At the end of 2014, R-22 refrigerant will be banned under EU legislation. So air conditioner systems with R-22 gas will effectively become redundant as any loss of gas cannot be replaced. It is estimated that there are still millions of R-22 systems still in operation, but the main reason for businesses delaying implementation of R-22 replacement systems is, putting it simply, the expense.
That may be about to change with a new leasing scheme being introduced by Toshiba. This scheme allows companies to pay for R-22 replacement air conditioner equipment from the savings in electricity.
They claim that in most cases there is no cost involved. According to David Dunn, Toshiba Air conditioner commercial director ” Toshiba’s new lease scheme enables businesses to replace aging R-22 plant with new high efficiency air conditioner in a budget neutral way.”He goes on to say “The savings in running costs in the vast majority of cases pay for the leasing costs on the new equipment, giving up to 7 years peace of mind – plus good quality air conditioning for building occupants.”
As with many of the latest air conditioner systems, the key to the scheme is the use of efficiency R410A equipment to replace old R-22 systems. The new equipment uses much less energy to deliver the same cooling and heating to a building, dramatically reducing the user’s energy bills. They claim that in most cases, the monthly saving in running costs will equal the lease costs for the new equipment, making the replacement programme budget neutral. Learn more about the bluon and tdx 20.
It is a revolutionary way of not just resolving the R-22 headache, but also to encourage commercial companies to reduce their carbon footprint now, rather than waiting until they can afford the capital investment. In many ways, this scheme reflects the ideas proposed in the governments ‘Green Deal’. The government wants businesses to install modern air conditioner (and heating), then pay for it through their electricity bill, based on the savings that are made in electricity. Where the ‘Green Deal’ differs from the Toshiba scheme is that the ‘Green Deal’ proposes that businesses pay back the investment through their electricity bills.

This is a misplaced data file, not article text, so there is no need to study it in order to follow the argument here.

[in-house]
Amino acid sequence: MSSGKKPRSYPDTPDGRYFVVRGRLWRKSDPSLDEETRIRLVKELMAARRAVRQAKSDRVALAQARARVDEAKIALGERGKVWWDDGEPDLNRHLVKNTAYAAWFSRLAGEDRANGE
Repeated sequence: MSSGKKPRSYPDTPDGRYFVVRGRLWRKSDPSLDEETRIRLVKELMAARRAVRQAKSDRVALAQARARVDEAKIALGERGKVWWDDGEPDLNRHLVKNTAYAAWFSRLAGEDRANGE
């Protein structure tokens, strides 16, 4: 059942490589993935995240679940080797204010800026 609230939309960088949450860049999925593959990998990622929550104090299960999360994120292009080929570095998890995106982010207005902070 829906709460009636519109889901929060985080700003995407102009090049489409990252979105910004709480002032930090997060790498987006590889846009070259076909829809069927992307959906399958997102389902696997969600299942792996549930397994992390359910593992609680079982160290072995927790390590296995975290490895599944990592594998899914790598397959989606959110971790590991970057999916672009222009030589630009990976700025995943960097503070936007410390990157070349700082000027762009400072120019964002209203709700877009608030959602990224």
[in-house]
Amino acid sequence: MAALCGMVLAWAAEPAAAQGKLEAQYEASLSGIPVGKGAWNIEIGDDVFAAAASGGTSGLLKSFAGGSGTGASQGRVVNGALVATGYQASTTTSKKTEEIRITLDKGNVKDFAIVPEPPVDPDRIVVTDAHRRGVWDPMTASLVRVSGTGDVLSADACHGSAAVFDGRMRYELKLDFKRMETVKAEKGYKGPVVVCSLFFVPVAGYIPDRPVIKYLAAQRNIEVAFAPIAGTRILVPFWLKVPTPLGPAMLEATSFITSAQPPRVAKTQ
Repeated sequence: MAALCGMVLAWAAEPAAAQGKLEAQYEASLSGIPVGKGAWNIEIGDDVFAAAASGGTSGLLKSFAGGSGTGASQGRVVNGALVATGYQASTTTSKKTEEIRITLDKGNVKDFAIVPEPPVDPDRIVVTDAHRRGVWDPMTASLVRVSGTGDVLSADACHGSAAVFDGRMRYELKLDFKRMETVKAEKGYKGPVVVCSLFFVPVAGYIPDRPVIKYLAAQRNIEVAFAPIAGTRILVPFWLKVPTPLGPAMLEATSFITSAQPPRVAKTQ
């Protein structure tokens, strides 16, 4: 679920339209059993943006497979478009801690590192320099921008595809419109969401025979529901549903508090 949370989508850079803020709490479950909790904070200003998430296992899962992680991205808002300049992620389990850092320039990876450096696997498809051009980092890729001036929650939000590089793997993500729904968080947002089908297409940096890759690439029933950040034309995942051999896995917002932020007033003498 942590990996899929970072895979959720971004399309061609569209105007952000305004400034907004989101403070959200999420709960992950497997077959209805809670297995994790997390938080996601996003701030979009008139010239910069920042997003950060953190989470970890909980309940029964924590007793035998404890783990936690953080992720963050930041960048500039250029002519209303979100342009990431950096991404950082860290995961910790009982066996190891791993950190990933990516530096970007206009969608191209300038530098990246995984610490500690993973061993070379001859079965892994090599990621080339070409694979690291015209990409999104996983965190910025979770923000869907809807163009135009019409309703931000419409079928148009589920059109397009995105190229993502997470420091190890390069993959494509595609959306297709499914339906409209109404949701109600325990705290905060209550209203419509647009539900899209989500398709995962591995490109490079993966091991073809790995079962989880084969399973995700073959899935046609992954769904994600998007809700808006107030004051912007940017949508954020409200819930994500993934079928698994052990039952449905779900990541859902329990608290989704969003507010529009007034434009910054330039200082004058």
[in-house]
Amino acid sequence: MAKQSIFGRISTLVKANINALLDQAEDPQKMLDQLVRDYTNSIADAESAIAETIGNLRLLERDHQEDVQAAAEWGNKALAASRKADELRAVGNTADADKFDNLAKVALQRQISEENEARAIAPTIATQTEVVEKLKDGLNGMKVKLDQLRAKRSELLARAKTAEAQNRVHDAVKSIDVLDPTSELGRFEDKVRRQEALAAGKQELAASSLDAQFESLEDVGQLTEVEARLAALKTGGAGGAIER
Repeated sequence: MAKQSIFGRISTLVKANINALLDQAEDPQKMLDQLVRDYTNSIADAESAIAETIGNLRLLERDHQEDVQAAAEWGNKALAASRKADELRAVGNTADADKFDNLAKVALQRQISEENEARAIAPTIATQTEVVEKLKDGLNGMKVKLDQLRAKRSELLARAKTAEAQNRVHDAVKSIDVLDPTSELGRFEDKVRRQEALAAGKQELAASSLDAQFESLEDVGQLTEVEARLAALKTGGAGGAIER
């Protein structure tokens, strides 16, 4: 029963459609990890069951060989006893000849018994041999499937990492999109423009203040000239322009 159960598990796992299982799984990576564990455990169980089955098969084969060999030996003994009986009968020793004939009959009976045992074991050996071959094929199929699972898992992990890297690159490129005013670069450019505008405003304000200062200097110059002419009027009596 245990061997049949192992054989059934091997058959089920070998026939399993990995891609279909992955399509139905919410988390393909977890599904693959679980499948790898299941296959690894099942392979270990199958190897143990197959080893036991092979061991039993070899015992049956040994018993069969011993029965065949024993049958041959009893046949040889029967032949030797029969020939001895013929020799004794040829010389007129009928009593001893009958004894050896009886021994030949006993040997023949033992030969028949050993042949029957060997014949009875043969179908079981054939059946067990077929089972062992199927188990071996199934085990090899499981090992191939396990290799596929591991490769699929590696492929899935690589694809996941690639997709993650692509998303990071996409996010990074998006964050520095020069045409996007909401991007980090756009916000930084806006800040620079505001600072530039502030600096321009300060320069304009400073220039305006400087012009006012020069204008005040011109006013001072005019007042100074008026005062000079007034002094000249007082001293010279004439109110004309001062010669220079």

In principle, what Toshiba are doing here is far reaching and we very much expect that the other manufacturers will follow suit with schemes of their own. Toshiba have sweetened the deal even further by offering warranties for up to 7 years on the leased equipment, removing uncertainty on servicing and maintenance costs and delivering guaranteed monthly expenditure for budgeting purposes.
Toshiba already reports keen interest in the scheme from a number of national estates still dependent on R-22-based air conditioner. A key attraction in the current economic climate is that the scheme solves the R-22 problem without requiring upfront investment in capital costs. Our only observation at this stage is that the equipment cost of a new installation is often only a 1/3 of the overall cost. So do the lease payments factor in all the other costs associated with a new install – I would expect so, but you will need to read the small print?
There is also a counter argument that it may be worth waiting to see the exact shape and form of the Governments ‘Green Deal’ as it is finalised later in the year. Although, don’t hold your breath – its already been delayed more than once and time is running out to replace those old R-22 systems.